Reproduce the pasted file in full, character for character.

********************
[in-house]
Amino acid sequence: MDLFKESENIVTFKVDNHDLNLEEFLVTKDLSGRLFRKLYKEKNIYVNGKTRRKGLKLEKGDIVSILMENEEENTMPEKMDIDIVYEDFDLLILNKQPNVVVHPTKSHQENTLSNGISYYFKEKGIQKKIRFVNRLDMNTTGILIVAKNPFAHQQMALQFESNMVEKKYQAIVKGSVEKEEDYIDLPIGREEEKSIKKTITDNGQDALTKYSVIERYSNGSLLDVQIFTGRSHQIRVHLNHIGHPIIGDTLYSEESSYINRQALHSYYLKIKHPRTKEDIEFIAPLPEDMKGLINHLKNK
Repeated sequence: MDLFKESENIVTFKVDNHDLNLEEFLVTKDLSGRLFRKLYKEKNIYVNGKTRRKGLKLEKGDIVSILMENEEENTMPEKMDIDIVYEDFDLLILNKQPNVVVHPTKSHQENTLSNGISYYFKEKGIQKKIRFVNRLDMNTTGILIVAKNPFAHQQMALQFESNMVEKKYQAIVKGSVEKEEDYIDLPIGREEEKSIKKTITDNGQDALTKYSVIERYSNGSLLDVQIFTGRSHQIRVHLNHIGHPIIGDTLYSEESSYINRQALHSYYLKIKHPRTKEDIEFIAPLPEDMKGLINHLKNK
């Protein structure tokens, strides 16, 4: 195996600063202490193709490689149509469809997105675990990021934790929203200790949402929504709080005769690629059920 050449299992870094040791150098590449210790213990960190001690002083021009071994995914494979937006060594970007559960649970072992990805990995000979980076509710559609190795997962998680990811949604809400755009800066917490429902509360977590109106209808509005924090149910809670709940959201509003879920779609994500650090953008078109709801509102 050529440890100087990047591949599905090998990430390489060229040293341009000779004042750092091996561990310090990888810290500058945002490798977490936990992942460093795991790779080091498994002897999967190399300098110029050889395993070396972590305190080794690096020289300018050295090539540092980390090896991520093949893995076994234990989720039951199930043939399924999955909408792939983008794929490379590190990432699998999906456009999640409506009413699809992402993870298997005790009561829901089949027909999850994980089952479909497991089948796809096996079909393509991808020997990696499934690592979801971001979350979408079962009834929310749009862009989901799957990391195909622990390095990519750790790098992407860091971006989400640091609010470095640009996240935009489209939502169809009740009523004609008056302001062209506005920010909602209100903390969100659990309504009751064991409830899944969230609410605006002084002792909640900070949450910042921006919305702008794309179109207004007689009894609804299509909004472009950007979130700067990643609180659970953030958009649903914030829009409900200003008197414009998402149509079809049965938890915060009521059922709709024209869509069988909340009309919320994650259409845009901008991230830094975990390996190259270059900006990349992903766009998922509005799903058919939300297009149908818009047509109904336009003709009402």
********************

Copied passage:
[in-house]
Amino acid sequence: MDLFKESENIVTFKVDNHDLNLEEFLVTKDLSGRLFRKLYKEKNIYVNGKTRRKGLKLEKGDIVSILMENEEENTMPEKMDIDIVYEDFDLLILNKQPNVVVHPTKSHQENTLSNGISYYFKEKGIQKKIRFVNRLDMNTTGILIVAKNPFAHQQMALQFESNMVEKKYQAIVKGSVEKEEDYIDLPIGREEEKSIKKTITDNGQDALTKYSVIERYSNGSLLDVQIFTGRSHQIRVHLNHIGHPIIGDTLYSEESSYINRQALHSYYLKIKHPRTKEDIEFIAPLPEDMKGLINHLKNK
Repeated sequence: MDLFKESENIVTFKVDNHDLNLEEFLVTKDLSGRLFRKLYKEKNIYVNGKTRRKGLKLEKGDIVSILMENEEENTMPEKMDIDIVYEDFDLLILNKQPNVVVHPTKSHQENTLSNGISYYFKEKGIQKKIRFVNRLDMNTTGILIVAKNPFAHQQMALQFESNMVEKKYQAIVKGSVEKEEDYIDLPIGREEEKSIKKTITDNGQDALTKYSVIERYSNGSLLDVQIFTGRSHQIRVHLNHIGHPIIGDTLYSEESSYINRQALHSYYLKIKHPRTKEDIEFIAPLPEDMKGLINHLKNK
């Protein structure tokens, strides 16, 4: 195996600063202490193709490689149509469809997105675990990021934790929203200790949402929504709080005769690629059920 050449299992870094040791150098590449210790213990960190001690002083021009071994995914494979937006060594970007559960649970072992990805990995000979980076509710559609190795997962998680990811949604809400755009800066917490429902509360977590109106209808509005924090149910809670709940959201509003879920779609994500650090953008078109709801509102 050529440890100087990047591949599905090998990430390489060229040293341009000779004042750092091996561990310090990888810290500058945002490798977490936990992942460093795991790779080091498994002897999967190399300098110029050889395993070396972590305190080794690096020289300018050295090539540092980390090896991520093949893995076994234990989720039951199930043939399924999955909408792939983008794929490379590190990432699998999906456009999640409506009413699809992402993870298997005790009561829901089949027909999850994980089952479909497991089948796809096996079909393509991808020997990696499934690592979801971001979350979408079962009834929310749009862009989901799957990391195909622990390095990519750790790098992407860091971006989400640091609010470095640009996240935009489209939502169809009740009523004609008056302001062209506005920010909602209100903390969100659990309504009751064991409830899944969230609410605006002084002792909640900070949450910042921006919305702008794309179109207004007689009894609804299509909004472009950007979130700067990643609180659970953030958009649903914030829009409900200003008197414009998402149509079809049965938890915060009521059922709709024209869509069988909340009309919320994650259409845009901008991230830094975990390996190259270059900006990349992903766009998922509005799903058919939300297009149908818009047509109904336009003709009402």